I’ll be the first to admit that I am not what you would call a fan of Sonic the Hedgehog. I’ve only ever beaten Sonic Generations and Sonic Adventure DX and my attempts to play the Sonic games that people deem the greatest have only ended in disappointment. My affinity with Sonic games lie within Classic Sonic; although I’ve never beaten a classic Sonic title, I consider them much more well-designed than the 3D outings for what Sonic is about. Sonic is all about multi-track platforming, where multiple paths lead to an inevitable stage clear, but those paths all have different styles of play. From your slow-paced platforming and enemy destruction, to the routes that have plenty of track to gain speed and momentum. Imagine my surprise when I heard all the news about Sonic Mania, a return to the Classic era with a focus on speed and momentum.
Sonic Mania is developed by several developers from the Sonic romhacking and fan-game community. Over the years, Christian “Taxman” Whitehead (creator of the Retro Engine, used in the 2011 releases of Sonic CD and in Sonic Mania) and Stealth (founder of Headcannon Games, assisted with Sonic 1/2 on Android/iOS with Taxman) were contracted by SEGA of America to make mobile ports of the Genesis Sonic games (Sonic 3 notwithstanding). These two along with PagodaWest Games were finally given total freedom to develop a brand new Sonic game on the Retro Engine, and that game was Sonic Mania.
Your adventure begins on Angel Island Zone where some of Robotnik’s Egg-Robos are pulling out a “Phantom Ruby,” which suddenly causes a rift in space-time, taking Sonic and Tails to Green Hill Zone. These five Egg-Robos gain sentience and free will, while Eggman steals the Phantom Ruby and plans to use it for evil. The rest of the game takes place over 13 Zones, all a wide variety of places from the Genesis Era. There are eight remastered stages and five brand-new Zones that take a heavy inspiration from past concepts.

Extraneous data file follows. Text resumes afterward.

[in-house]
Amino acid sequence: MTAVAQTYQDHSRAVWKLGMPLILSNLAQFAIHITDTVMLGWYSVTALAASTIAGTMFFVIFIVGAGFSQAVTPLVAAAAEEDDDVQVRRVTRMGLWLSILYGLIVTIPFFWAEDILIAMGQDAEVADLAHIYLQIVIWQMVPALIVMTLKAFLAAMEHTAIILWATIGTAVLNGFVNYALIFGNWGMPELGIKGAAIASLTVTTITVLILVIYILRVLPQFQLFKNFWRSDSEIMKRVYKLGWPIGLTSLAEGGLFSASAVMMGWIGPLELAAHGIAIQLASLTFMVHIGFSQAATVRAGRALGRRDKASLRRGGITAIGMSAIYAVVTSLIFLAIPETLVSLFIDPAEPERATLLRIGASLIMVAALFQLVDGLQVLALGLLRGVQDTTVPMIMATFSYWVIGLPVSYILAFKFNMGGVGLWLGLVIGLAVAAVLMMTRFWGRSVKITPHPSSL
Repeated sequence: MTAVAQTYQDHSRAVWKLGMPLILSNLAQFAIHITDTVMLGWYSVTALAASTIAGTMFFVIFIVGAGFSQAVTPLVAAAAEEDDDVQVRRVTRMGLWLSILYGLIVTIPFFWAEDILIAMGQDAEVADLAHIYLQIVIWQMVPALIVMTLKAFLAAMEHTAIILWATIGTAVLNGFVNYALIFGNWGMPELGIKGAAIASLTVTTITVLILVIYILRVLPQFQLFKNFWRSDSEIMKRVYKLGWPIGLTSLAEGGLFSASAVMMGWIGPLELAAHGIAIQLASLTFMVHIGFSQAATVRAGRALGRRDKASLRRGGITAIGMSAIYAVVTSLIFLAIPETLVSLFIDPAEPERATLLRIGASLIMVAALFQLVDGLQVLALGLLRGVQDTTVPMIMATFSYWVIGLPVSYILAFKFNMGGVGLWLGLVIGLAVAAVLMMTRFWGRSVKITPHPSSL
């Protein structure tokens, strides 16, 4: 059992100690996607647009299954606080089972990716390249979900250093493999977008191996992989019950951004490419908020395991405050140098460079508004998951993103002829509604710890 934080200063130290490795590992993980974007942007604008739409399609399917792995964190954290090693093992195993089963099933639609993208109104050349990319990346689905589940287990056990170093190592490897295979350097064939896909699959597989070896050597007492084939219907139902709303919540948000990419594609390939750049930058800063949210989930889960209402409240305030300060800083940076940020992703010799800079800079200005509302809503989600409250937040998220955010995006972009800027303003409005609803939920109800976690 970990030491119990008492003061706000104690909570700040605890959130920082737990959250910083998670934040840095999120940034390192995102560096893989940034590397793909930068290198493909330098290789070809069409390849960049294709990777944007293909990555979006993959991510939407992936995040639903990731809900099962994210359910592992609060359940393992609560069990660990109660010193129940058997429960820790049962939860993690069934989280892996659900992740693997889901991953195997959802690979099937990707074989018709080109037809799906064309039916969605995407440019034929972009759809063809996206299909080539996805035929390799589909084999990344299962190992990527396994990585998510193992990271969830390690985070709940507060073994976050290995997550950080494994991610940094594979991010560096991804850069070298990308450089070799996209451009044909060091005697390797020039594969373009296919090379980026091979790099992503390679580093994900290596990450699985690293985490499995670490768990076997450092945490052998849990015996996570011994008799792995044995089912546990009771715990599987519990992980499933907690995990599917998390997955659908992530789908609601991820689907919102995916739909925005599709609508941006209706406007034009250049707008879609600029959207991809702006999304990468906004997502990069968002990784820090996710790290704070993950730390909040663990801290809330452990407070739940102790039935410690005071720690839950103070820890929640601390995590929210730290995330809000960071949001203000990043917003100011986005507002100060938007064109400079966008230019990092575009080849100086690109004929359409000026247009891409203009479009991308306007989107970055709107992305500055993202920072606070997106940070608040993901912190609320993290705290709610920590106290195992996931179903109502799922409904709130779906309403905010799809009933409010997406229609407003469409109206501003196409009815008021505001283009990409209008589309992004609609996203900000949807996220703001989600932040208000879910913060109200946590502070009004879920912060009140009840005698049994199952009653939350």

These new Zones are incredible and blend beautifully with the already-established Zones of the past. There are subtle throwbacks and nods to other parts of the Sonic universe without being too direct, but maintains its own identity in special ways. Every Zone has two Acts, and they usually follow a pattern if you are familiar with the original stages. For returning areas, the first Act is a pretty close remaster of the original style while the second Act turns the style on its head and adds a ton of unique gimmicks. Like Chemical Plant Zone, which starts off about the same as Act 1 from Sonic 2, but Act 2 adds substances that allow you to bounce high in the air, as well as pipelines and sticky wall panels. Every Zone does not repeat another Zone’s gimmick, making every level special and fun to learn.
This also applies to bosses. There are very few bosses that are returning from other titles, and if they are a returning boss (like Green Hill Zone Act 2), then they are given a new gimmick to make that fight different. The new bosses are out of this world, having a special style that blends into that Zone beautifully, while maintaining a constant challenge. My favorite boss has to be from Metallic Madness, where Eggman is in a Gacha machine containing miniature versions of bosses from Sonic 2, 3, and CD. It’s a literal mini-boss fight, and I love it.